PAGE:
Land: The people speak – Malema calls for calm as speakers are booed, fears of 'economic suicide' raised

2018-07-03 18:43
Hennie Laas at the public hearings on land in Ermelo. (Netwerk24)

Hennie Laas at the public hearings on land in Ermelo. (Netwerk24)

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Land expropriation without compensation will not solve South Africa’s economic problems, Hennie Laas of the Volkstrust farmers’ association said on Tuesday.

Speaking at a public hearing into land reform in Ermelo, the manager of Mpumalanga Agri warned that land expropriation can in actual fact be detrimental to the economy and deepen South Africa’s problems, Netwerk24 reported.

"All roleplayers in the private and public sector must instead work together to create a country where all South Africans can prosper," Laas said.

The hearing is part of countrywide public hearings into the amendment of Article 25 of the Constitution that allows for land expropriation without compensation.

READ: Land: The people speak – 'We are not against white people, but the land must be given to black people'

EFF leader Julius Malema, who attended the hearing in Mpumalanga on Tuesday, at one stage had to ask the crowd to respect the views of all speakers after some speakers were booed.

"You may not agree with some speakers here, but you have to listen and have a thick skin," Malema said.

A representative of the Transvaal Agriculture Union of South Africa (TAU SA) said unemployment and poverty need to be alleviated through economic growth and not land expropriation without compensation.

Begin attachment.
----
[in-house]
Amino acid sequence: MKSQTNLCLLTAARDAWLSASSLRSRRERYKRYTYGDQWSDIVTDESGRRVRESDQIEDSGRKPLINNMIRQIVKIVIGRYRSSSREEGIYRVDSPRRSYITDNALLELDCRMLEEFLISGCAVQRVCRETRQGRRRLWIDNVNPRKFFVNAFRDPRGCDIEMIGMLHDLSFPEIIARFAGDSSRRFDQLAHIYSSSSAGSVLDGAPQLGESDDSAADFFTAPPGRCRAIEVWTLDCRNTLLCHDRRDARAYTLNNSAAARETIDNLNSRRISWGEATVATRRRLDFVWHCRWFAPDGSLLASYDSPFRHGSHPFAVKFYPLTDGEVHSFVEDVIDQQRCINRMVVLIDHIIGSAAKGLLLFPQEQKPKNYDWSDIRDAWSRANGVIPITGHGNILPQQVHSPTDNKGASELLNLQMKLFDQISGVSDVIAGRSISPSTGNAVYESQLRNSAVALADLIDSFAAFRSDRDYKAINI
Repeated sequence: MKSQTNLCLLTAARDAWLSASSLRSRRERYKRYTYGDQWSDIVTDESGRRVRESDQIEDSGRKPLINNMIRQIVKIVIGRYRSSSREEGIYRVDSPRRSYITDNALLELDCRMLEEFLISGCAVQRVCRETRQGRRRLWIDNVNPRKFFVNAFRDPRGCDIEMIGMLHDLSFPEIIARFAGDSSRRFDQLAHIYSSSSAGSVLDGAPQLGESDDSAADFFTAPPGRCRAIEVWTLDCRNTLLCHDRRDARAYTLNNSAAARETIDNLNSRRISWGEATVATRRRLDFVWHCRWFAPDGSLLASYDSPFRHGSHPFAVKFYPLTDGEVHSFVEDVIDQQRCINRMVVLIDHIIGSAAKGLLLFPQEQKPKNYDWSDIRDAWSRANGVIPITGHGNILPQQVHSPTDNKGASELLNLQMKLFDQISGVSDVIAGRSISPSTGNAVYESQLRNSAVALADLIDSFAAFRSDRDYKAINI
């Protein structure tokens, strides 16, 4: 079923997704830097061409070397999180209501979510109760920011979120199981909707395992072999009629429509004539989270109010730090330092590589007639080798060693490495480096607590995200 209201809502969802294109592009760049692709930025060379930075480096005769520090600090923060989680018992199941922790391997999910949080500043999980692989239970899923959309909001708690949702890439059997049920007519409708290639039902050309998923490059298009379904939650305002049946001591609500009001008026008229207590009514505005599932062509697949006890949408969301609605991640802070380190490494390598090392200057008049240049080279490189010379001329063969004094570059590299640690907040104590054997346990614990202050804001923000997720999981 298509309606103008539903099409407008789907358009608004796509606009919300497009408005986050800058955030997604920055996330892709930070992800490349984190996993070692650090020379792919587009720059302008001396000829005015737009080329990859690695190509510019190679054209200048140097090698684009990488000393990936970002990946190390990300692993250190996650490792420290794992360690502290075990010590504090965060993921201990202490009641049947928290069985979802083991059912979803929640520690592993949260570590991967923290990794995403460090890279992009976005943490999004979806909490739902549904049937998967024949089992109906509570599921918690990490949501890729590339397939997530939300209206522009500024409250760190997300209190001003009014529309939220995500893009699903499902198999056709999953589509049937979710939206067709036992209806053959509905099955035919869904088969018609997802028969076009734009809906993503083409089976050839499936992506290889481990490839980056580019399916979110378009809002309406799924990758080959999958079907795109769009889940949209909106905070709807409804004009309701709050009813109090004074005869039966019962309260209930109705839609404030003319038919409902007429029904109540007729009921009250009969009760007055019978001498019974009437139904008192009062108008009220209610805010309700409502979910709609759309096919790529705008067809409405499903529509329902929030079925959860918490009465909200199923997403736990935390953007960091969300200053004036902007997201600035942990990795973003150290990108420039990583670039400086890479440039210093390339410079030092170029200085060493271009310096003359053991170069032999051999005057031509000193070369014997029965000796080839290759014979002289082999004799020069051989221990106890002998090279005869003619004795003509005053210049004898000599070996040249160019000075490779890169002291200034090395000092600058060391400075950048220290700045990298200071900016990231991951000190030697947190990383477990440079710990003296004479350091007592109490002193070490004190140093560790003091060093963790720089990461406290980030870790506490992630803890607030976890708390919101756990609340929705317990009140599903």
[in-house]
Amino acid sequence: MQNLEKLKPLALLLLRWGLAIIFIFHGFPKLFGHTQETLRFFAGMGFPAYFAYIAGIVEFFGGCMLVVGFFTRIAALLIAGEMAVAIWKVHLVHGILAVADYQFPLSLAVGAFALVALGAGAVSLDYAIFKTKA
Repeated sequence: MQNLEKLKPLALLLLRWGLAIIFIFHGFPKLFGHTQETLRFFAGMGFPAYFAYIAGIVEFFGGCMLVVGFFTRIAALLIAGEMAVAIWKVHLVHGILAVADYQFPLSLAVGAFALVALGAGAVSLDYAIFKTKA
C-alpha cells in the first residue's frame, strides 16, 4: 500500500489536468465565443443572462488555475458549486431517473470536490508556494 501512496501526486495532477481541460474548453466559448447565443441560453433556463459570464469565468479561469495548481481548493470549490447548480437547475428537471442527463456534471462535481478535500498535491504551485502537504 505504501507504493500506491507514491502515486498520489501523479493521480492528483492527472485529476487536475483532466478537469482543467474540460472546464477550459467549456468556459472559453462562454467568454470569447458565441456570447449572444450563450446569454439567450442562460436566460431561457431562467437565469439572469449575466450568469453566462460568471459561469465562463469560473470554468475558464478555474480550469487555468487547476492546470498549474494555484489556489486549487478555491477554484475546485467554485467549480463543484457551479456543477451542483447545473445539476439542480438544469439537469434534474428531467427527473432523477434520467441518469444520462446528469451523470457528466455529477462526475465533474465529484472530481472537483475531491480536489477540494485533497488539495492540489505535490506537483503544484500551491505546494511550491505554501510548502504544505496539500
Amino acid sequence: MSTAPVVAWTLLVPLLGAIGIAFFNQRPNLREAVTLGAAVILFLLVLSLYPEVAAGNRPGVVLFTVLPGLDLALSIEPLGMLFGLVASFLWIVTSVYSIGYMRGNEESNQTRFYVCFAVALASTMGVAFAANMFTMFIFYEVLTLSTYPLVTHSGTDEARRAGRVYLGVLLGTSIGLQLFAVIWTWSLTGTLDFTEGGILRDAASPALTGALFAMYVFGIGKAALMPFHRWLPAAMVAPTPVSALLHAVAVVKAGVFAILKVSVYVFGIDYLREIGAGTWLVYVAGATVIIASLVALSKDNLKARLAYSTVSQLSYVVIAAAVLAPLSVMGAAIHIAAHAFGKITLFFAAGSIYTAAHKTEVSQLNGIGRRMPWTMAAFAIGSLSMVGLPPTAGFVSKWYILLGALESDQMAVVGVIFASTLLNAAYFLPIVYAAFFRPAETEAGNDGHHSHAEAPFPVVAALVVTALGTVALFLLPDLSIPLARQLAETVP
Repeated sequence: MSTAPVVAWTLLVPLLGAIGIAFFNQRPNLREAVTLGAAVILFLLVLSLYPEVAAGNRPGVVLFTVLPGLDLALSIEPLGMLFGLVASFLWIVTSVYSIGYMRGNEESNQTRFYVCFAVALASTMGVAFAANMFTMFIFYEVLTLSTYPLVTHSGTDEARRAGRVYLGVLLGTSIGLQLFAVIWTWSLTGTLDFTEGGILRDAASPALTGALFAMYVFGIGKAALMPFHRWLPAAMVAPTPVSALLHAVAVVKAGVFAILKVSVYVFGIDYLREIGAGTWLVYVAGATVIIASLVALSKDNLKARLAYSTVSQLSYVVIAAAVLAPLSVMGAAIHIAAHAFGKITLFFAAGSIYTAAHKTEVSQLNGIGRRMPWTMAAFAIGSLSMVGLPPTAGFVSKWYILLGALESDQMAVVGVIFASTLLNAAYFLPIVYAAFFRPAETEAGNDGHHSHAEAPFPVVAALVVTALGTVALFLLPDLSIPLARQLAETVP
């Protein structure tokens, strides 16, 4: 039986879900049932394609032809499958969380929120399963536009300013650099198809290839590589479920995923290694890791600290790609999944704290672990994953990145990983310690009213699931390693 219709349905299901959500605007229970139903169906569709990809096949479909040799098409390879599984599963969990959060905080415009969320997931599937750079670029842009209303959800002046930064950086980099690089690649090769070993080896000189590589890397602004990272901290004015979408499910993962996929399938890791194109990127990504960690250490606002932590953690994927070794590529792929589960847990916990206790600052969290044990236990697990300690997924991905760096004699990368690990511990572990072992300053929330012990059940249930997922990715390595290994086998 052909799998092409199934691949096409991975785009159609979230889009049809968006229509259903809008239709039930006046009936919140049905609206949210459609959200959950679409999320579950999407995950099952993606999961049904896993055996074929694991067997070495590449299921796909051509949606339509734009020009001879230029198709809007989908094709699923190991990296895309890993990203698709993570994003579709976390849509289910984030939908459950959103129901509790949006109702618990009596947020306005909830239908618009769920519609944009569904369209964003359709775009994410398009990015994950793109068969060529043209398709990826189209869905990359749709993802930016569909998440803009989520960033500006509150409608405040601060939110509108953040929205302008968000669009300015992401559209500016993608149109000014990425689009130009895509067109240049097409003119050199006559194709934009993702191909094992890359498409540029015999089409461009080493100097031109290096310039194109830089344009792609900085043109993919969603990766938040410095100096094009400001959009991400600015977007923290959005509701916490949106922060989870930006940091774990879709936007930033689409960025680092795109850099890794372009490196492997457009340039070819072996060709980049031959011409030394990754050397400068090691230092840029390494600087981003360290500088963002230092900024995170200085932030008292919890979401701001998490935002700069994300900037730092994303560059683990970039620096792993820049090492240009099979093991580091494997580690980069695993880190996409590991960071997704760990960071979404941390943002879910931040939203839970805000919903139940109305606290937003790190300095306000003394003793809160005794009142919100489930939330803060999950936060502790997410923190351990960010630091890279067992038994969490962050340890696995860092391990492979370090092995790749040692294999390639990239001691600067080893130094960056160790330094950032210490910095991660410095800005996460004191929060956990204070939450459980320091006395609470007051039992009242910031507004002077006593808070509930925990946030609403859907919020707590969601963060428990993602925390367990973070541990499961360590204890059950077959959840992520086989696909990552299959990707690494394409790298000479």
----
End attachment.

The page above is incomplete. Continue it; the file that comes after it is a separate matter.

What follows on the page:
Other speakers, however, said South Africans cannot depend on the economy in its current state to help lighten poverty.

Anton Mkanzazi of Bethal said the current structure of the economy cannot alleviate poverty and other avenues, like land expropriation, need to be adopted.

"Where I come from the mines are making billions of rands and still the majority of the people live in poverty in the townships," said Mkanzazi.

Hennie Bekker, district coordinator for AfriForum Mpumalanga said the government wants to implement land expropriation without compensation to cover up their own failures with service delivery.

"The government haven’t given any clear indication of how the land will be redistributed."

Bekker also said it is misleading to say that land in South Africa was "stolen". He argued that traditional leaders legally sold the land to settlers.

READ: Land: The people speak – Black and white welcome at hearings, says Constitutional Review Committee

Apart from Malema, other politicians present at the public hearing were DA MP Glynnis Breytenbach, COPE leader Mosiuoa Lekota and EFF secretary general Godrich Gardee. Local farmers were also in attendance.

The hearings allow for people to voice why they agree or disagree that Art. 25 of the Constitution must be amended. Each speaker gets 3 minutes to give reasons for their choice and offer solutions.

The Mpumalanga hearing on Tuesday heard among other arguments that white people stole the land and need to be arrested. Some people asked for farms to be nationalised, while others said white people should not be compensated.

At the hearing in Botshabelo, Bloemfontein on Monday, a small-holding farmer warned that South Africa could most likely end up like Zimbabwe if the country goes ahead with land expropriation without compensation.

Barnard Molenyane, 59, who farms on a small holding outside Bloemfontein, said land expropriation without compensation "is economic suicide".

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Read more on:    cope  |  anc  |  eff  |  mosiuoa lekota  |  julius malema  |  economy  |  land hearings  |  land expropriation

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